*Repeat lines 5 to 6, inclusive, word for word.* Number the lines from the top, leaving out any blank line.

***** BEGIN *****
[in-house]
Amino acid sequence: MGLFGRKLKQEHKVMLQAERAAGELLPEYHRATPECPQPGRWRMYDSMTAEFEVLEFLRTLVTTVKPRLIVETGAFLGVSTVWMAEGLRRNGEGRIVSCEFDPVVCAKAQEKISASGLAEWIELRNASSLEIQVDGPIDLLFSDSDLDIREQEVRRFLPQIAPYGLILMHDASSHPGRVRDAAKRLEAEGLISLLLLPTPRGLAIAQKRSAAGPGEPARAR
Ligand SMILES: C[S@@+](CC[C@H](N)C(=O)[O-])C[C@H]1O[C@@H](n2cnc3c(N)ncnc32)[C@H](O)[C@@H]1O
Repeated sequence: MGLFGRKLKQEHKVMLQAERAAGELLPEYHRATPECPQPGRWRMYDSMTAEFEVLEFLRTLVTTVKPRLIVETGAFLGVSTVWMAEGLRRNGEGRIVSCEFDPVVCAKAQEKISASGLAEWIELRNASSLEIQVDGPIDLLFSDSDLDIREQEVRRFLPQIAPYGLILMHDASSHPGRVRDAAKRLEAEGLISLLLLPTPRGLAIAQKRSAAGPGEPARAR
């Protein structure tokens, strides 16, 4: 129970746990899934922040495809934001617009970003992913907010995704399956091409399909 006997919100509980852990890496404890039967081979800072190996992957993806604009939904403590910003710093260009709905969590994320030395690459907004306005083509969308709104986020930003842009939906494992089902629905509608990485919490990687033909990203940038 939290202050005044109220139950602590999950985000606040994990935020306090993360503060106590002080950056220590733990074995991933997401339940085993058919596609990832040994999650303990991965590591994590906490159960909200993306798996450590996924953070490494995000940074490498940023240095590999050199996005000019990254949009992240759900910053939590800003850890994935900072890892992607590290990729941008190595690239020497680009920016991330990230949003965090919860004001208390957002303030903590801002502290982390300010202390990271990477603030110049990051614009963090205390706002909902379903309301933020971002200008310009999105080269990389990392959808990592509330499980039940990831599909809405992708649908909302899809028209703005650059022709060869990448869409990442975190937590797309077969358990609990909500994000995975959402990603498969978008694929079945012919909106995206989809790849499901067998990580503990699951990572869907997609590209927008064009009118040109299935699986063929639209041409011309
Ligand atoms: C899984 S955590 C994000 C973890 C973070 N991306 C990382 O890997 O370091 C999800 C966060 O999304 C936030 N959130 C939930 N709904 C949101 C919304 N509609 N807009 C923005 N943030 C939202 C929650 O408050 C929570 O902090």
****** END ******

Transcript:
């Protein structure tokens, strides 16, 4: 129970746990899934922040495809934001617009970003992913907010995704399956091409399909 006997919100509980852990890496404890039967081979800072190996992957993806604009939904403590910003710093260009709905969590994320030395690459907004306005083509969308709104986020930003842009939906494992089902629905509608990485919490990687033909990203940038 939290202050005044109220139950602590999950985000606040994990935020306090993360503060106590002080950056220590733990074995991933997401339940085993058919596609990832040994999650303990991965590591994590906490159960909200993306798996450590996924953070490494995000940074490498940023240095590999050199996005000019990254949009992240759900910053939590800003850890994935900072890892992607590290990729941008190595690239020497680009920016991330990230949003965090919860004001208390957002303030903590801002502290982390300010202390990271990477603030110049990051614009963090205390706002909902379903309301933020971002200008310009999105080269990389990392959808990592509330499980039940990831599909809405992708649908909302899809028209703005650059022709060869990448869409990442975190937590797309077969358990609990909500994000995975959402990603498969978008694929079945012919909106995206989809790849499901067998990580503990699951990572869907997609590209927008064009009118040109299935699986063929639209041409011309
Ligand atoms: C899984 S955590 C994000 C973890 C973070 N991306 C990382 O890997 O370091 C999800 C966060 O999304 C936030 N959130 C939930 N709904 C949101 C919304 N509609 N807009 C923005 N943030 C939202 C929650 O408050 C929570 O902090």